and bipolar inputs and outputs. A multiplier is a synthesis circuit
    for radio frequencies, as multiplication in computing is done by
    successive addition or by synthetic processes in program code.

    -Steve
     
  9. Anon

    Anon Guest


    google seems to be a bit slow in putting my posts on, it's been about
    20 hours and my reply hasn't been archived, i don't know if it's been
    received at all by any servers.
    so here it is, I hope it doesn't appear twice.

    I'd also like to put a bus on the board, a clock, a multiplier, DLLs,
    PLLs.
    is there any further link or resource that i'd need to cover that?


    thanks
     
  10. Those are pretty advanced things for an amateur to be attempting... with
    what goal? I'm not sure you need to be building such circuits to
    understand how they work. e.g. DLL (Delay Locked Loop) is a fairly recent
    name which Rambus coined and claims to have invented for use in memory
    interfacing; I suspect that similar circuits have been in use for a while
    by various people but it's one of the principal patents left in their case
    against the memory mfrs.

    There's lots of good docs available for free download. Start at
    www.micron.com for data sheets and technical notes on their memory chips.
    Intel's data sheets are very informative for their bus interfaces - hint:
    look at early versions of them... e.g. the early P4 data sheets had timing
    diagrams which showed exactly how the double pumping of the address bus and
    quad pumping of the data bus works in relation to the system clock; later
    versions of the P4 data sheets removed that info.

    For buses, most of the definition docs for recent ones require membership
    of a SIG to get at but I believe the AGP docs are still available through
    Intel and it's basically a modification of the PCI Bus. You can probably
    find docs by searching for some of the older standard buses, like the S100
    which was one of the first buses used in the early microprocessor-based
    computers. There might still be stuff available for STB Bus, VersaBus, VME
    Bus, Multibus (an Intel one) and the PC ISA Bus.

    Start reading.:)

    Rgds, George Macdonald

    "Just because they're paranoid doesn't mean you're not psychotic" - Who, me??
     
  11. keith

    keith Guest

    DLLs have been around since the year of the flood. I didn't see where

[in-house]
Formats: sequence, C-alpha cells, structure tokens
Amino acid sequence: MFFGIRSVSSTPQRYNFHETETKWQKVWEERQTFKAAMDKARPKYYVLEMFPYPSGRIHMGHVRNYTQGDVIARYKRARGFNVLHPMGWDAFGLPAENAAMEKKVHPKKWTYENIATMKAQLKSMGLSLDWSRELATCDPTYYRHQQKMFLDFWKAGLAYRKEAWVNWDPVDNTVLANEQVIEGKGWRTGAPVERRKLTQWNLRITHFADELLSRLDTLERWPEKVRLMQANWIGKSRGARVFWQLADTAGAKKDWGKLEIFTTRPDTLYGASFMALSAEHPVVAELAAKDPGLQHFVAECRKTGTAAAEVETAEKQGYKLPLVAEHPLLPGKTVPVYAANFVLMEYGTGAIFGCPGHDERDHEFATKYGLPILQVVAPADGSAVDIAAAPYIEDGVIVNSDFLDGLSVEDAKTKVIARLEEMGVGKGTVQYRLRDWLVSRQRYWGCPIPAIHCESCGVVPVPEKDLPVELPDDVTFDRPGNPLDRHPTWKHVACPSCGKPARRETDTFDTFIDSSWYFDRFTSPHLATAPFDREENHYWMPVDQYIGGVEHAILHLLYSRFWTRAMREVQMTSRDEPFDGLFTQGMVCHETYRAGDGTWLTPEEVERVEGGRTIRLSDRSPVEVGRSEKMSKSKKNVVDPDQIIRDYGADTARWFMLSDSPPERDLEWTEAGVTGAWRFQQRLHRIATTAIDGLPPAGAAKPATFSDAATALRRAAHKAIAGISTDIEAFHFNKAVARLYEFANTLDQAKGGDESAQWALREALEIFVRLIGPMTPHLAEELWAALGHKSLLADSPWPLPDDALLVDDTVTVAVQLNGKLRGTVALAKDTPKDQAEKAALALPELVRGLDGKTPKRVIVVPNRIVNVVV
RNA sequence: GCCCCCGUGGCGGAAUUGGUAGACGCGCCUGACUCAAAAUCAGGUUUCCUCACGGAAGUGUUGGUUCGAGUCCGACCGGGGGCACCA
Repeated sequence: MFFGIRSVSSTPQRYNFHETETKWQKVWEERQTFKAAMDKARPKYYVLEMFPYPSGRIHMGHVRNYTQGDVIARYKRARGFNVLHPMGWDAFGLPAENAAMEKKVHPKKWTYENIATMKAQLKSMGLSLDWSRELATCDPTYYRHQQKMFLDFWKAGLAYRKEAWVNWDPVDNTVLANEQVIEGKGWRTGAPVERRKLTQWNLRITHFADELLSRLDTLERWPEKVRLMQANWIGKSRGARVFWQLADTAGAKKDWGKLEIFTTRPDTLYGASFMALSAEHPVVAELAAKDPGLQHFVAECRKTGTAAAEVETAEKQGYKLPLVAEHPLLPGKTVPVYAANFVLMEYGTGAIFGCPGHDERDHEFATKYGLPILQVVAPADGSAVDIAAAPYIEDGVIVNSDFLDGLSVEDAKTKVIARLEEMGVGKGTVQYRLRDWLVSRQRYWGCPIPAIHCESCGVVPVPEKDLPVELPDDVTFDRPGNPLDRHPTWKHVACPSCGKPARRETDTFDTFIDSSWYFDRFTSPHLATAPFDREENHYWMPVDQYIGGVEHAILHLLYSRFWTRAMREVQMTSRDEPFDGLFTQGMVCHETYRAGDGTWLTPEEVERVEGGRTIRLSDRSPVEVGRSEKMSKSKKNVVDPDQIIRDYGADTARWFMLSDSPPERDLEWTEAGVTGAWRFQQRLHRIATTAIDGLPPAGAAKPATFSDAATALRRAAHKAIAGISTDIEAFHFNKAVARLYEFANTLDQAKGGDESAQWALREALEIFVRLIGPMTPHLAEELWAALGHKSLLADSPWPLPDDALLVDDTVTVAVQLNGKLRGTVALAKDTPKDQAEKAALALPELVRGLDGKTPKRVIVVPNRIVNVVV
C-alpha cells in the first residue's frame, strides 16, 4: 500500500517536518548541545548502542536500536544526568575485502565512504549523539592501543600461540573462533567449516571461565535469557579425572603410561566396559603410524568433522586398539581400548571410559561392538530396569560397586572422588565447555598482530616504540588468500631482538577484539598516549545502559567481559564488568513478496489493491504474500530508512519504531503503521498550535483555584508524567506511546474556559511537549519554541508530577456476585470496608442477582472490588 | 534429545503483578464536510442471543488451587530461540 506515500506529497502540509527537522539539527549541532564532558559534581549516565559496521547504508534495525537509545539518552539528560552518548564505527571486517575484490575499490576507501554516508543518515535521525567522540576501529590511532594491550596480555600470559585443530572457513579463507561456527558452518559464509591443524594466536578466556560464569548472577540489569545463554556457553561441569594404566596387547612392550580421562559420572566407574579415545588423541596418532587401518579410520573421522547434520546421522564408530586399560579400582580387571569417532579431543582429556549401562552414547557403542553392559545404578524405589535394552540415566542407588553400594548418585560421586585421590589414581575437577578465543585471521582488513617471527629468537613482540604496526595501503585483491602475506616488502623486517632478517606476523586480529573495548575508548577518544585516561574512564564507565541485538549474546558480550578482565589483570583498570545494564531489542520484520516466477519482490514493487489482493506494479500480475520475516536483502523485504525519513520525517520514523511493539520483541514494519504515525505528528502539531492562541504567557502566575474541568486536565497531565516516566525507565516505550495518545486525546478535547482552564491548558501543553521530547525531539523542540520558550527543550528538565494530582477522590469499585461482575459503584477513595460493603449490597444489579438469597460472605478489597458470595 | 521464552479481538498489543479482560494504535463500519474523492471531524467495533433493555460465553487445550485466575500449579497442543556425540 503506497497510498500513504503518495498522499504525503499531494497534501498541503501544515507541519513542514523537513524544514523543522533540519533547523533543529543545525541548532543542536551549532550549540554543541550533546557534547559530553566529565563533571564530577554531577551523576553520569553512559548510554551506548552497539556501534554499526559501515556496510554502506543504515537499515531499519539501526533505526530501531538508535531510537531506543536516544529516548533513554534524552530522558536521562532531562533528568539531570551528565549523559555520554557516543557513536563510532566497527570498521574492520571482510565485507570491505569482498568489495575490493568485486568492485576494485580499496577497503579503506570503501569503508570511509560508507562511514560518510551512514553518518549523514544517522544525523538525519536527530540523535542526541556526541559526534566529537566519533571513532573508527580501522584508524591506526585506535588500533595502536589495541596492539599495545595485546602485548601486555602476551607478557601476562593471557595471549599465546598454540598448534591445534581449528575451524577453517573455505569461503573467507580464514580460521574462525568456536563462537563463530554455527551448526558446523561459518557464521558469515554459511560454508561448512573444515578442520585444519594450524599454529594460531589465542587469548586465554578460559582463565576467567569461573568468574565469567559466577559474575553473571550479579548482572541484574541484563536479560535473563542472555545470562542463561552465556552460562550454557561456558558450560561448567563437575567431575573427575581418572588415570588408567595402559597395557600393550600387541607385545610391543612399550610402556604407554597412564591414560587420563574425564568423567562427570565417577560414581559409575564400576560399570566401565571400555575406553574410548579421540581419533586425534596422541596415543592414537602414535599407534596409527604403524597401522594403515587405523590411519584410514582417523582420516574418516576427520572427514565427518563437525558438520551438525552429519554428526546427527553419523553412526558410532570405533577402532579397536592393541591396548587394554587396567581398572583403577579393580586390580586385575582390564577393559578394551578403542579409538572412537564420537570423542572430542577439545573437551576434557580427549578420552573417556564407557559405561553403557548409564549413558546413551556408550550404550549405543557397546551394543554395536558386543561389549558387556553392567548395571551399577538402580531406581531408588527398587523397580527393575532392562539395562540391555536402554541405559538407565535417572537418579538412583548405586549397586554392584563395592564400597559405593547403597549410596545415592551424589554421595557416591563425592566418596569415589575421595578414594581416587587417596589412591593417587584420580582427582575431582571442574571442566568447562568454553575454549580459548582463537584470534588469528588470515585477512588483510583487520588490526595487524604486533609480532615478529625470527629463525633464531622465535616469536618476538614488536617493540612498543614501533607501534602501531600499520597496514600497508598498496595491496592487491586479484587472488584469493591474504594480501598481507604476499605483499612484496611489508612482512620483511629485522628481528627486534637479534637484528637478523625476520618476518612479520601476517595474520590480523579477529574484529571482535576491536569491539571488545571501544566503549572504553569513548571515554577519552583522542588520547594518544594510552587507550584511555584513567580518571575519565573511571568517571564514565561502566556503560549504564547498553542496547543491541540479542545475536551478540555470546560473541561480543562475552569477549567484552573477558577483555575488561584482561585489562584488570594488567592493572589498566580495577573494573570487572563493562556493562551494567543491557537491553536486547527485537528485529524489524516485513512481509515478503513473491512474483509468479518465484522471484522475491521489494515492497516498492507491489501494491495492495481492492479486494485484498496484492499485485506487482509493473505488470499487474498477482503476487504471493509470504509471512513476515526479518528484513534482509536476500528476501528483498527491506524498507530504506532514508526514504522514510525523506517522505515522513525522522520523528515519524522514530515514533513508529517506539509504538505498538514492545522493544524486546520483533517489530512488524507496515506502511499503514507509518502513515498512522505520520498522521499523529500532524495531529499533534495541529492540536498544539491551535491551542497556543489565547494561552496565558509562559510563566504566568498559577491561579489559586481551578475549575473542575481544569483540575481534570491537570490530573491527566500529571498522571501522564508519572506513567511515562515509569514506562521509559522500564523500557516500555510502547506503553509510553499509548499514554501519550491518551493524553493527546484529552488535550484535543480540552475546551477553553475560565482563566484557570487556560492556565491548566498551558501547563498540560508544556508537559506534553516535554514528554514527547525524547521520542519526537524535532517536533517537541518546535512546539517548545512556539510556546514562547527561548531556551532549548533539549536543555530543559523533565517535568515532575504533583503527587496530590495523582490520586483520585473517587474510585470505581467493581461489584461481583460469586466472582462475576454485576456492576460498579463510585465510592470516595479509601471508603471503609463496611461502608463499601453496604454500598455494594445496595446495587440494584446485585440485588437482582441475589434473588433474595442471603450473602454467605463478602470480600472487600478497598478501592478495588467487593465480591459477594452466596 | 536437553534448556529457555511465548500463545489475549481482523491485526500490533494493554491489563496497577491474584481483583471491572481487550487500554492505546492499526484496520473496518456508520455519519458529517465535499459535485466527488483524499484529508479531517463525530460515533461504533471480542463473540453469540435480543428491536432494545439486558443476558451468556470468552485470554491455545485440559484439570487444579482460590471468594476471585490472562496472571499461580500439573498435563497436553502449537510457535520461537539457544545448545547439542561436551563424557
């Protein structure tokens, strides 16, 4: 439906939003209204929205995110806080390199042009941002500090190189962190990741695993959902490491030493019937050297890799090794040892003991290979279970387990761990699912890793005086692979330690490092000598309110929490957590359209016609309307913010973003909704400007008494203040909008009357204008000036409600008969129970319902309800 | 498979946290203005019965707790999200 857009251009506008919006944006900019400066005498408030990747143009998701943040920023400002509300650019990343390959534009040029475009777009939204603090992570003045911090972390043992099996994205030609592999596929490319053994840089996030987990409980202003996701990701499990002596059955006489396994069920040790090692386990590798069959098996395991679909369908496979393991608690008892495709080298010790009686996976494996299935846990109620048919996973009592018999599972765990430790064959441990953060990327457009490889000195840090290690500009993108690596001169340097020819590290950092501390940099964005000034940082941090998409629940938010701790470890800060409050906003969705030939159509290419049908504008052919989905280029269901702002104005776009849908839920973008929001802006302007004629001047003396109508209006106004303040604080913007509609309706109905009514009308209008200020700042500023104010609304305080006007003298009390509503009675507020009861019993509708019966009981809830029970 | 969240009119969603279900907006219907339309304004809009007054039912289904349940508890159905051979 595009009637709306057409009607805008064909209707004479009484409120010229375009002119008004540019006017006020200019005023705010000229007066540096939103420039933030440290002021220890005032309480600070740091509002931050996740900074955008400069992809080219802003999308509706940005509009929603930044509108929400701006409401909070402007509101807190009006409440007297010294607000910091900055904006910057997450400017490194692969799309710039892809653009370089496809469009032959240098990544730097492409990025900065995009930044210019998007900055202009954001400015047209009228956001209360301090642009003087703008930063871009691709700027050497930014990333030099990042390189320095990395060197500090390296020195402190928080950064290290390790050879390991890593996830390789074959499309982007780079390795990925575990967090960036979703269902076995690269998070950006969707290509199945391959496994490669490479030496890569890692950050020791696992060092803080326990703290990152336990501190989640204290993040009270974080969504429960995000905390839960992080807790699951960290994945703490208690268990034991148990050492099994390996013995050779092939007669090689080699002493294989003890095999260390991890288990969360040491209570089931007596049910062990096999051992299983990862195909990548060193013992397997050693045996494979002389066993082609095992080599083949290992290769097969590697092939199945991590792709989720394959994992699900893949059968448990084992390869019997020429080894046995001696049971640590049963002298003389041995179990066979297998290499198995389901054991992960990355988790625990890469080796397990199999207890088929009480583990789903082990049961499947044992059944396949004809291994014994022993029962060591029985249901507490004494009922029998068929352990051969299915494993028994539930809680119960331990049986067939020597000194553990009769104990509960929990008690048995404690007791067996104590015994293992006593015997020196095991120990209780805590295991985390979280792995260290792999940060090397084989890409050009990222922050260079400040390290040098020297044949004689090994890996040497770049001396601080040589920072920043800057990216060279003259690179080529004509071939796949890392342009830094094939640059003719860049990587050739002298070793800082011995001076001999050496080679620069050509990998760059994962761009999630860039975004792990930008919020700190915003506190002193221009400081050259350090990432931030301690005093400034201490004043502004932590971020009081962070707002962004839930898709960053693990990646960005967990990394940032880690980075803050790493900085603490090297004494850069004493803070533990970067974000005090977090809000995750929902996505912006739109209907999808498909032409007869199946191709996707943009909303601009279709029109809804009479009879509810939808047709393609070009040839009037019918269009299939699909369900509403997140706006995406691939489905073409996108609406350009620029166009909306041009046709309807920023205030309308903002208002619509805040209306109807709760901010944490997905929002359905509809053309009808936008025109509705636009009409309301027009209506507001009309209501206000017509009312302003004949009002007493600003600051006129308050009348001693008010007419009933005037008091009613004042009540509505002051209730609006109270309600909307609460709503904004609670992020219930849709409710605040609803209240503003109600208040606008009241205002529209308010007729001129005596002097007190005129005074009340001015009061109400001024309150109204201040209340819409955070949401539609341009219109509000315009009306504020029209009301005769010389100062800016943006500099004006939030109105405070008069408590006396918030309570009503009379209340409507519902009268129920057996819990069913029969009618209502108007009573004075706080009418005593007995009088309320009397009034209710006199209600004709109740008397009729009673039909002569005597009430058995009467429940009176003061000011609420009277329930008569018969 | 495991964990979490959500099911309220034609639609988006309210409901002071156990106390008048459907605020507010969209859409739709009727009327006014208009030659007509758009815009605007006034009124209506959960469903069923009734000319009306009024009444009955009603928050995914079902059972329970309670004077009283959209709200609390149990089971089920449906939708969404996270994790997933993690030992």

DamnBus tried to claim them too. Really? Someone should tel Xilinx! ;-)

    A DLL is similar to a PLL except it uses digital (usually) delays as a
    feedback mechanism instead of a charge-pump and VCO (again, usually).

    One detects the phase and varies the phase by delays, the other varies the
    frequency. Each has its benefits and problems.
     
  12. I've read the other responses and it's still a little hard to gather where you
    want to go. A "few months" isn't very long, by the way. Perhaps enough time to
    assimilate one good book.

    You may consider the following thoughts I have:

    (1) There is a two-book series on computer chips and architecture, which was
    pretty well written for someone getting started, I think. Don Lancaster is the
    author and the two book set is called "Micro Cookbook," vol 1 is Fundamentals
    and vol 2 is Machine Language Programming. This book set refers to rather old
    chips by today's standards, but the basic ideas remain pretty well over time
    (with some modifications.) And I believe it is written well for someone trying
    to understand some of the details of the elements found in computers. Vol 2 may
    not be nearly as worthwhile as Vol 1, though.

    (2) Another book I really like, if you are considering learning almost all of
    the various details of how a computer CPU works inside, then the "Bebop BYTES
    Back -- An Unconventional Guide to Computers" is excellent. There is some
    software to go along with it, but the book stands alone quite well. This is
    unlike much more dry books such as Patterson and Hennessy's "Computer
    Organization & Design," for example. Bebop BYTES Back speaks to a newbee very,
    very well, I think, yet gets the details down adequately for you to sit down and
    consider writing VHDL code. Almost, anyway.

    (3) If you are into VHDL, a book I like for starters (though it does nothing to
    help you understand floorplanning in any detail) is Smith's "HDL Chip Design."
    He provides opposing pages documenting both VHDL and Verlog for the same
    systems, covers things from the ground up for folks just trying to fathom the
    syntax and details of expression, and covers many practical elements, including
    the sequential logic Booth multiplier, for example. A book I learned on (I've
    still a whole lot to learn, of course.)